Once you have a point and a slope, then using the point slope formula, you can find the line generated by this info. Point-slope form is the following equation:
y-y1 = m*(x-x1)
That probably looks a mess, but what it says is that given a point (x1,y1) and a slope m, the line that they form is given by y = y1 + m*(x-x1).
For example: let's say you're given the points (2,1) and (4,9). We want to find the equation of the line that goes between them. First we find it's slope: m = (9-1)/(4-2)=4 (it's just the difference of the y coordinates over the difference in the x coordinates).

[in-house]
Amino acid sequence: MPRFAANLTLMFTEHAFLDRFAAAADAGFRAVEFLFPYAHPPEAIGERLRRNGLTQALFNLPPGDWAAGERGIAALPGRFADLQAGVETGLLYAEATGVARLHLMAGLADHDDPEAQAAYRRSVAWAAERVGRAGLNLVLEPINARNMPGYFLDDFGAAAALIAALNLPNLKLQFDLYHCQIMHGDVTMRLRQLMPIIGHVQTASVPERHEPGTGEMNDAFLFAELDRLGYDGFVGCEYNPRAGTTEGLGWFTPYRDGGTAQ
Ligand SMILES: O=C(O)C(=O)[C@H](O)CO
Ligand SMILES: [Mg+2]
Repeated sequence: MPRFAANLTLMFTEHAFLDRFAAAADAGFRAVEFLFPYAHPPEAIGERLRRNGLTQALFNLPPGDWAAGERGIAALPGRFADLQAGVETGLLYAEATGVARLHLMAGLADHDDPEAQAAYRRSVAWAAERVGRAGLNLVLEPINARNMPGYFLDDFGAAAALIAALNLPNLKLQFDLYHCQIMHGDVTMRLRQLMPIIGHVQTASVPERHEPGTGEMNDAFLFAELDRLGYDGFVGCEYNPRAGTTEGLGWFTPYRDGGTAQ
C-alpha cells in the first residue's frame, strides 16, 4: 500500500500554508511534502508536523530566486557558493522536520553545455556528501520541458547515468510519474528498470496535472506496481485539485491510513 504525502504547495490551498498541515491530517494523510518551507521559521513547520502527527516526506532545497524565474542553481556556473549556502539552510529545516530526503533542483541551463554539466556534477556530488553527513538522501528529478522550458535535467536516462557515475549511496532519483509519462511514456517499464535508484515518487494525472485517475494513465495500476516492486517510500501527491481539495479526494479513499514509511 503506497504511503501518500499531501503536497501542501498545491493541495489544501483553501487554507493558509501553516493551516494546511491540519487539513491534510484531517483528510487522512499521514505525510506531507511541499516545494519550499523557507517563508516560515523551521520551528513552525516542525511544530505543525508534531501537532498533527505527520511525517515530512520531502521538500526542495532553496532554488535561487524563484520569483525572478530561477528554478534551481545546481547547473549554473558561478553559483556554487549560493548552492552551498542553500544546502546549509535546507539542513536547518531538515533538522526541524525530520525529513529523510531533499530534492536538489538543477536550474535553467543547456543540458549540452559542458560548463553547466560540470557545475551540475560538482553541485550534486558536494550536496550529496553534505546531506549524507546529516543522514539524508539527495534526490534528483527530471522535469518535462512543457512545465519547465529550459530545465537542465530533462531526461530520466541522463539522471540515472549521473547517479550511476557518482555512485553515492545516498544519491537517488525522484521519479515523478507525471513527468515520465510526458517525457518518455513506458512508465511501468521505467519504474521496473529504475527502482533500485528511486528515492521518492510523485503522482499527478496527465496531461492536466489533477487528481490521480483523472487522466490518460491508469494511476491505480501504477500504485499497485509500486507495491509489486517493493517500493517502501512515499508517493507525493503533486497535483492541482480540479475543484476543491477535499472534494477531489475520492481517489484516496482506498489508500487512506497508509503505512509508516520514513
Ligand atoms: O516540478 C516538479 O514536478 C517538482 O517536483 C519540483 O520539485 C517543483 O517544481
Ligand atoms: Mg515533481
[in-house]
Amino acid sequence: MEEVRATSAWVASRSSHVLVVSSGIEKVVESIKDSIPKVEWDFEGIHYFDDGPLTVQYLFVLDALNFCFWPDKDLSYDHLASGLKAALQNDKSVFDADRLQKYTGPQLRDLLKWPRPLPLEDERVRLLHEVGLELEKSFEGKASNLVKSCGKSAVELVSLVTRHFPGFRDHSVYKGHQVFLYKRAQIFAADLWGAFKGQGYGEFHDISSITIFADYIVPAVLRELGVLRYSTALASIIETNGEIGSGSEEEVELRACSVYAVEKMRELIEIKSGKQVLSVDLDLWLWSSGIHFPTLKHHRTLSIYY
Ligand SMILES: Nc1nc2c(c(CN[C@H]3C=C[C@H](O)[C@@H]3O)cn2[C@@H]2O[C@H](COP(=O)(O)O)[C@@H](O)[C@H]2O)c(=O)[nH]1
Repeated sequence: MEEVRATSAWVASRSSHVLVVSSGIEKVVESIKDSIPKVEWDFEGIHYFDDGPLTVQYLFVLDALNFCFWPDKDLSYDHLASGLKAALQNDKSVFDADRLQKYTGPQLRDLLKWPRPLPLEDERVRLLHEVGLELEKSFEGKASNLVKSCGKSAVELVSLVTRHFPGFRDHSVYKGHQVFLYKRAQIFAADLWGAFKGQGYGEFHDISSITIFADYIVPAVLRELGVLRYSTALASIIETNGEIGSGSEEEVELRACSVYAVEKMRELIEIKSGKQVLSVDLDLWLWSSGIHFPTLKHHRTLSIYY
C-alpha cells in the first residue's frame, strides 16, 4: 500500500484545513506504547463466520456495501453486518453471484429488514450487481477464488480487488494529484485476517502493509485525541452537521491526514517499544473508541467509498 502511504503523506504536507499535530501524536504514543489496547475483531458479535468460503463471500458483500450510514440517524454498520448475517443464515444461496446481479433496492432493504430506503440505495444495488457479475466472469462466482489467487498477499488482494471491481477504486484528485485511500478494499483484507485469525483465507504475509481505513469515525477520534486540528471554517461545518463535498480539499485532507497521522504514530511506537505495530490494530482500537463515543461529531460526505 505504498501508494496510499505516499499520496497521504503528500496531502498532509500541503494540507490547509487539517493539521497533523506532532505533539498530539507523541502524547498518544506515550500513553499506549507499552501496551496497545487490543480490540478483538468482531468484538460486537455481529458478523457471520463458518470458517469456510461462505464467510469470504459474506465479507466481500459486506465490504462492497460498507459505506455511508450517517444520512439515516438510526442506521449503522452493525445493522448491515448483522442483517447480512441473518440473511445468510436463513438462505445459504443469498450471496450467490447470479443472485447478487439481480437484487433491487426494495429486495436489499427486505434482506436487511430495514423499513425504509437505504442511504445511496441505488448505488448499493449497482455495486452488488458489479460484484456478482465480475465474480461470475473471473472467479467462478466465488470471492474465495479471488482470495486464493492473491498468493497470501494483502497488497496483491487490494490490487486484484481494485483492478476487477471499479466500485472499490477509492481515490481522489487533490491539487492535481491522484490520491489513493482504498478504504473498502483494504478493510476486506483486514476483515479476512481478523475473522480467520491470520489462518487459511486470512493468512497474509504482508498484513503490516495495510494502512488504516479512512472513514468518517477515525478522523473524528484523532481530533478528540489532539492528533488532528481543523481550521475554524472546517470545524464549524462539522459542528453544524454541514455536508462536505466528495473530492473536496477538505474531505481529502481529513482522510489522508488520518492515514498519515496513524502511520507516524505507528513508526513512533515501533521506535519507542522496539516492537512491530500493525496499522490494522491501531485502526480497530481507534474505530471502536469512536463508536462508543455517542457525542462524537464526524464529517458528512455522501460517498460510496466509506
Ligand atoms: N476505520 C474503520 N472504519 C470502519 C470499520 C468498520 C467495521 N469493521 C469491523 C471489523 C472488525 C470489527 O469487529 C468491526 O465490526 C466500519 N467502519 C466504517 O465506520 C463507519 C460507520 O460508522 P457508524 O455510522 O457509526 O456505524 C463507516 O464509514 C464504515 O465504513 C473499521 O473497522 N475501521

So we have the slope m=4, and two points, (2,1) and (4,9). Let's pick just one of those points, (2,1), and plug this into point-slope form.
Solving for y, we get y = 4x-7. Notice that if we plug x = 2 into that equation, we get 1, and if we plug x=4, we get y=9. So both points lie on that line, which is exactly what we wanted.
Note: It doesn't matter which given point I choose. If I instead chose (4,9), then the point slope formula gives
or y = 4x-7. The same equation!!
Jul 14th, 2014
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